What Is Cloud Computing? A Beginner's Approach
If you search on the internet for “What is cloud computing?” you will certainly be bombarded with a lot of IT jargons that you might not even click the next available link to check what it says. This is because there are so many definitions and descriptions of "cloud computing" on the internet that you won’t be blamed for struggling to get it right. This Hub will explain in simple terms what is cloud computing.
To better understand cloud computing, imagine if you could have all the computing resources you need for your business applications at the same external place without worrying about the cost of purchasing machines, management of those machines, maintenance or even scalability implications due the physical infrastructure required to handle drastic demands in your business.
Now, imagine if you could get all these computing resources just by paying for them and better still pay for them only when you use them, and that is not all, imagine getting those resources at pick performance and efficiency. That is the power and capability of cloud computing.
Cloud computing is simply a set of pooled computing resources and services (“cloud”) delivered over the internet. Cloud computing usually provides these computing resources as “a service” over the Internet in the form of Infrastructure as a Service (IaaS), Platform as a Service (PaaS), or Software as a Service (SaaS). This enable the clients to concentrate more on their core business and not worry about time and money investment on computing resources infrastructures.
For any business to compete effectively today, it needs computing resources that can scale rapidly to meet the dynamic demands and maximize its utilization of IT investment.
Cloud computing allow clients to access cloud based applications through a web browser, a light weight desktop or a mobile application while the business software and data are stored on servers at a remote location.
This not only enables such businesses to setup and run their applications much faster but also improves manageability and maintenance of such businesses to meet fluctuating and unpredictable business trends.
Let us now look at the three broad categories of cloud computing:-
Infrastructure as a Service (IaaS)
Infrastructure-as-a-Service (IaaS) (Sometimes called Hardware as a Service-HaaS) provides a pay-for-what-you-use model type of service to cloud users (utility computing).
Services that can be outsourced include virtual servers used for storage, firewalls, load balancers, networks, Hardware among other services. Clients can pay for the type of service needed or acquire more as required.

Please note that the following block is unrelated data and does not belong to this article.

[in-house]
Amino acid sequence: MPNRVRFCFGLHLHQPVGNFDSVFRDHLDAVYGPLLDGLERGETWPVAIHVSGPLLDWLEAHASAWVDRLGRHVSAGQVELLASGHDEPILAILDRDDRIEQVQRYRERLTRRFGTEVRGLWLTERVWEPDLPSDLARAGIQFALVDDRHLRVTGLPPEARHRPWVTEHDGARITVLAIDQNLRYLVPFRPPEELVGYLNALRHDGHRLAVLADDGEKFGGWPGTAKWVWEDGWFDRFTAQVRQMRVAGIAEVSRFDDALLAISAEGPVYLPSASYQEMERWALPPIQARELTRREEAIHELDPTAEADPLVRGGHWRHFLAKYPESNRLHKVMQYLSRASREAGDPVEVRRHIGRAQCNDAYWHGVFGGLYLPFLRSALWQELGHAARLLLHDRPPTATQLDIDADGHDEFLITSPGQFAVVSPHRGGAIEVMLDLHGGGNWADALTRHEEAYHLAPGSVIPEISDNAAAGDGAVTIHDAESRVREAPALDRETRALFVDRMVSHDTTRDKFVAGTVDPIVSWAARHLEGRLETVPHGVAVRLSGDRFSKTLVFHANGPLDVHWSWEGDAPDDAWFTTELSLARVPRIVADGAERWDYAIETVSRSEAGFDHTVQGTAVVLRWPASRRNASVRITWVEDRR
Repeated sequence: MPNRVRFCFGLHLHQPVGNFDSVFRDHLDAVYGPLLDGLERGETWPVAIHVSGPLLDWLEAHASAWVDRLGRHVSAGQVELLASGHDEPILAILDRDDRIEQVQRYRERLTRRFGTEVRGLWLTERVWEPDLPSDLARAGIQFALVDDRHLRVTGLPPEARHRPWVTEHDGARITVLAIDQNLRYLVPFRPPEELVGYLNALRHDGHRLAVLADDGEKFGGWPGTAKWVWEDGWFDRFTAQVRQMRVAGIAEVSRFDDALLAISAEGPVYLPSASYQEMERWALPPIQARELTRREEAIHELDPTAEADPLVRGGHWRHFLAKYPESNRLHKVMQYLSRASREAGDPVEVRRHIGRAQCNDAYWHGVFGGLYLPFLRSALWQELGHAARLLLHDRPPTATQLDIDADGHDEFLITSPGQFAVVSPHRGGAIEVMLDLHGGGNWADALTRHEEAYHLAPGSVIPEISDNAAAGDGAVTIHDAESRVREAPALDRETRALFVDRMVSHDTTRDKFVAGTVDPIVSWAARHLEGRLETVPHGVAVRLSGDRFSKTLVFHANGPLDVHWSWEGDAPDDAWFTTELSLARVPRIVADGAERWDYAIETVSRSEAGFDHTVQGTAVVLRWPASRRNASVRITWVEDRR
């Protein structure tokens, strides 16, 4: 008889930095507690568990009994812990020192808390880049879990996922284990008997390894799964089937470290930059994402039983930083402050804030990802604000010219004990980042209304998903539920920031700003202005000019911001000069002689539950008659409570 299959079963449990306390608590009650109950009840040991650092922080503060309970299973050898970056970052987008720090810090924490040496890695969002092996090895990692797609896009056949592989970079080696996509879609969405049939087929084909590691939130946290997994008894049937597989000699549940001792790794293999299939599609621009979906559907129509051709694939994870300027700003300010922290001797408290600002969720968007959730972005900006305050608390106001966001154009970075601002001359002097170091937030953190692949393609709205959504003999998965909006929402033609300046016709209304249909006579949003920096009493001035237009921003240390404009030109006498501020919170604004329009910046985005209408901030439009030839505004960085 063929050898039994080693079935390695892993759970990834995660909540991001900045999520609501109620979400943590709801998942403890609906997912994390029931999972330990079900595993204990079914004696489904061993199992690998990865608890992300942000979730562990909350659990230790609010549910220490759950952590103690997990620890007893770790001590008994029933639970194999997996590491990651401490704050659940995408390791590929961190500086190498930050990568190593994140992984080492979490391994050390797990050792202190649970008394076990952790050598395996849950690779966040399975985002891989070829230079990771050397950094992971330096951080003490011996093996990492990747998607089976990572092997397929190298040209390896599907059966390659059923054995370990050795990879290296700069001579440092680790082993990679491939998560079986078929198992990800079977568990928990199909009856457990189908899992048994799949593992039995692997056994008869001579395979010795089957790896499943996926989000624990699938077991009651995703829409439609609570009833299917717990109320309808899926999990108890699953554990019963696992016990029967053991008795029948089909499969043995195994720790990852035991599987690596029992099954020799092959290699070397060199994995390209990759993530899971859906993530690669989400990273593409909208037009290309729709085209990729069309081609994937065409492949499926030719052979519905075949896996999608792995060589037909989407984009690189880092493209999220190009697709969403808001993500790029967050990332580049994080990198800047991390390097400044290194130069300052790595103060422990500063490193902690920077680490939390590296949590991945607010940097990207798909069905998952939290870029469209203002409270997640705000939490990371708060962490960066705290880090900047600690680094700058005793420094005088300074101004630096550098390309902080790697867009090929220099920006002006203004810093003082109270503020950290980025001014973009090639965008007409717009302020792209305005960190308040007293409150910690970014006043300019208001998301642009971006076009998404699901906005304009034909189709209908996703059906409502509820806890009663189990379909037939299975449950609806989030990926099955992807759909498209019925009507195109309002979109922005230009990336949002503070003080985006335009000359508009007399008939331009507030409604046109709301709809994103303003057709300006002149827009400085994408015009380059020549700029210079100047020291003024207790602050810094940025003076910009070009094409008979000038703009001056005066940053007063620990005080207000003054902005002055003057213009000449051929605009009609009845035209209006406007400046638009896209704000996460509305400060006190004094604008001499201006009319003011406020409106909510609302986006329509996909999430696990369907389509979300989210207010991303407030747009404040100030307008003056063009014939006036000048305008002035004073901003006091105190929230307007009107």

To run their applications, cloud users install operating system images on their machines as well as application software while the service provider owns the equipment and is responsible for housing, running and maintaining it.
Cloud providers bill Infrastructure-as-a-Service services on per-use basis where cost reflects the amount of resources allocated and consumed. An example of Infrastructure-as-a-Service provider is the Amazon Web Services.
Platform as a Service (PaaS)
In Platform-as-a-Service (PaaS), cloud providers deliver a computing platform and/or solution including Operating System, programming languages environment, database and web server.
Application developers can develop and run their software solutions on a cloud platform without worrying about the cost and complexity of buying and managing hardware and software layers.
Developers create applications on the provider's platform over the Web. Platform-as-a-Service is an extended Infrastructure-as-a-Service where hosted software applications are made available to cloud users over the Internet.
The many advantages of Platform-as-a-Service (PaaS) includes frequent upgrading of Operating systems, projects collaboration by development teams who could be at different remote locations and expenses can also be minimized by consolidating programming development efforts.
The downside of this model is lack of flexibility on providing these services to the cloud user whose requirements may scale rapidly than the services being offered by a particular cloud provider. An example of Platform-as-a-Service provider is the Google Apps.
Software as a Service (SaaS)
Software-as-a-Service (SaaS) is a model in which applications are hosted by a vendor or a cloud provider and made available to cloud users by distributing them over the Internet. The cloud providers deploy application software in the cloud where cloud users can access them.
The cloud users do not manage the cloud infrastructure and platform on which the application is running e.g. servers and hardware. This eliminates the need to install and run the applications on the cloud user's computers thus simplifying maintenance and support. Other benefits of this model include easier administration, automatic updates and software compatibility since users will have the same version of software.
A cloud can be deployed in different structures for example, a Public cloud trade services to anyone on the Internet e.g. Amazon Web Services is as public cloud. A Private cloud is a proprietary data center that provides hosted services to a limited number of people.
Other cloud structures include Community cloud, Hybrid cloud and Virtual private cloud which is basically a private cloud designed with resources from a public cloud. Other major cloud service providers apart from Amazon Web Services and Google Apps include Apple’s ICloud, Windows SkyDrive and Dropbox.
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